Managing the Program As several authors have noted, managing volunteers is not the same as managing employees (Farmer and Fedor 1999; McCurley and Lynch 2006). For example, volunteers are far less dependent on the organization than paid employees and contribute far fewer hours. Given these differences, the volunteer administrator assumes a critical role in the program. Ideally, volunteer administrators should have the following qualifications (Ellis 1996b, p. 60):

  1. background in volunteerism or volunteer administration;
  2. ability and/or experience in management;
  3. proficiency in job design and analysis;
  4. skills in leadership;
  5. understanding of the needs of those to be assisted through volunteer effort;
  6. familiarity with community resources;
  7. interest in outreach to the community.

The volunteer administrator’s job typically includes recruiting, screening, orienting, training, placing, supervising, evaluating, and recognizing volunteers. This official also has to attend to risk management (Graff 2003). Liability with respect to volunteer programs applies to situations in which a volunteer is harmed while performing his or her duties, as well as when a third party is harmed by a volunteer (Lake 1997). Given the distinctive duties of volunteer administrators, the literature endorses specialized training and preparation for the volunteer administrator position (Ellis 1996b; McCurley and Lynch 2006).

Evaluating the Program Evaluation provides the ultimate justification for a volunteer program. Brudney (1996, p. 201) defines evaluation as “collecting systematic information on the processes and results of the volunteer program and applying these data toward program assessment and, hopefully, program improvement.” To evaluate the effectiveness of volunteer involvement, Brudney recommends focusing on three target audiences: the clients or intended beneficiaries of the volunteer program, internal constituencies, and the volunteers themselves. A variety of methods exist for evaluation of volunteer programs (Gaskin 2003; Goulborne and Embuldeniya 2002).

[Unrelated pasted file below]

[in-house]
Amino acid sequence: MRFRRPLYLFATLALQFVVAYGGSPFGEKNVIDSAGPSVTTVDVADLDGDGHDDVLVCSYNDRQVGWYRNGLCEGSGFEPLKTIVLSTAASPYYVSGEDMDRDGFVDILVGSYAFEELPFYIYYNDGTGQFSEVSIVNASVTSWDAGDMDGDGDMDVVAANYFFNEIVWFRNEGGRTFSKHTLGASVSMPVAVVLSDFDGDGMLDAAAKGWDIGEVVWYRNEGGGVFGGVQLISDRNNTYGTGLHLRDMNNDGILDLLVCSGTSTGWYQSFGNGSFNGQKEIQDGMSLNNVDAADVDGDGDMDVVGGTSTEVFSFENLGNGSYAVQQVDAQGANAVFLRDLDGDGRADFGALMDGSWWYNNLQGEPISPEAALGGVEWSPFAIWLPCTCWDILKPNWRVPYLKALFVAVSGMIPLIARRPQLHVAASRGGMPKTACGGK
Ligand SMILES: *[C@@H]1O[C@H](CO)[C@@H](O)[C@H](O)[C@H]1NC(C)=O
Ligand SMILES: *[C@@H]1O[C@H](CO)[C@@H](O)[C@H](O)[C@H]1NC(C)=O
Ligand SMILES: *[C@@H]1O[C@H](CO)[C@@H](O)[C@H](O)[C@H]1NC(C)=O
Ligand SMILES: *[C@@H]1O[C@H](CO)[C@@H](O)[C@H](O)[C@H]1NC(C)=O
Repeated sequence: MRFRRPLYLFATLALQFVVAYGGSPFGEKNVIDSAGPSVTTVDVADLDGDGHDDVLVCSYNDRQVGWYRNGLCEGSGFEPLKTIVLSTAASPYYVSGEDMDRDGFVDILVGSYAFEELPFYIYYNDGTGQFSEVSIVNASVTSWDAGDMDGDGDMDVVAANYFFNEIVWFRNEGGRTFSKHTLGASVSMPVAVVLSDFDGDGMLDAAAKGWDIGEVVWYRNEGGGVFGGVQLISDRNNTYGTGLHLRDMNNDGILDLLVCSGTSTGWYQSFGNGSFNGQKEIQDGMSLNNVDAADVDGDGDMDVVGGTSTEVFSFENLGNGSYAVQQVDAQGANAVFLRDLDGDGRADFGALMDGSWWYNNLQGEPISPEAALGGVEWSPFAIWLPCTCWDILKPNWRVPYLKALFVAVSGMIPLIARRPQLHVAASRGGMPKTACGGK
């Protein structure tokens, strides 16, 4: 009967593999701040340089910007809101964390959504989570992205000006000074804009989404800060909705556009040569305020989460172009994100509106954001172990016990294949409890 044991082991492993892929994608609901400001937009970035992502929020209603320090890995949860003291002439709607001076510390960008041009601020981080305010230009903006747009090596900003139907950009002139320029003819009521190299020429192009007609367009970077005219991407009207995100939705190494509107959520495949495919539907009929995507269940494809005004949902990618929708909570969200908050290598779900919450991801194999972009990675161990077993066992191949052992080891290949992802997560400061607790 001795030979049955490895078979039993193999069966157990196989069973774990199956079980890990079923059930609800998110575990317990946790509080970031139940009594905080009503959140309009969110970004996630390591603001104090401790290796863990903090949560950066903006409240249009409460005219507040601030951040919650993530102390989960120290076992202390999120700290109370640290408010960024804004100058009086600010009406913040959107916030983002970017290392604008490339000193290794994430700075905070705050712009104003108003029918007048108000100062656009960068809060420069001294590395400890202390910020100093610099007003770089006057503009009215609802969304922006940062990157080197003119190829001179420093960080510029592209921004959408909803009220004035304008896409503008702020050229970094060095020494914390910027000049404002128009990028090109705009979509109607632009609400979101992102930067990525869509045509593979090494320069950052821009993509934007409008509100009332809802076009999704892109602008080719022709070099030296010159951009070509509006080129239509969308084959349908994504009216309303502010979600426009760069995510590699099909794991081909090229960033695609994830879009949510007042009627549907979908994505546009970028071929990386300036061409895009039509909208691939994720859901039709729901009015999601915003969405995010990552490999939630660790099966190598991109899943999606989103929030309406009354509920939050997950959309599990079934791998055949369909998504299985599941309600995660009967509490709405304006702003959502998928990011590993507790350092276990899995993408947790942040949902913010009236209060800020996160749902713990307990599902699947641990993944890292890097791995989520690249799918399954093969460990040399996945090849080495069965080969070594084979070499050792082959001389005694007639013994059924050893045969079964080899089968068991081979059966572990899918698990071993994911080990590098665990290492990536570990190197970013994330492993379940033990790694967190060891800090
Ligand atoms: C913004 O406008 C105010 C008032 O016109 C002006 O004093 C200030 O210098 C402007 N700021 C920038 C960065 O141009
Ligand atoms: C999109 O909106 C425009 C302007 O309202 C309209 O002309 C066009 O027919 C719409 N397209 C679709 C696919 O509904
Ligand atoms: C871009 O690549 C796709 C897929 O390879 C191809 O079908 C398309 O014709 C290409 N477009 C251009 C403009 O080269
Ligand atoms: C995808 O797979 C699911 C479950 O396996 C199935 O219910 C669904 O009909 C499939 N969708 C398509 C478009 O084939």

Of all the challenges, evaluation apparently receives the lowest priority in volunteer programs (Brudney 1999), perhaps as a consequence of the donated nature of volunteer effort. Organizations may be wary of questioning the involvement or effectiveness of citizen volunteers. Nevertheless, just as with any systematic activity, organizations should assess volunteer programs and learn from the results. As Figure 1 shows, the information gained from evaluation should be fed back to the organization and used to improve the volunteer program.


A volunteer program requires an investment on the part of an organization, internal constituencies, and volunteers. Some may ask whether this investment is worth the effort. Indeed it is: Volunteerism benefits all parties involved. Benefits to clients include receiving needed services and the feeling that someone is interested in and cares about them. Benefits to organizations include increasing cost-effectiveness, expanding programs, and raising service quality. Benefits to communities include enhanced civic participation and awareness.

Research has shown that, with respect to the monetary return on investment, volunteer programs routinely yield more in dollar value than organizations expend on them (Gaskin 2003). For clients, volunteers, and communities, the social and psychic benefits are likely to be far greater.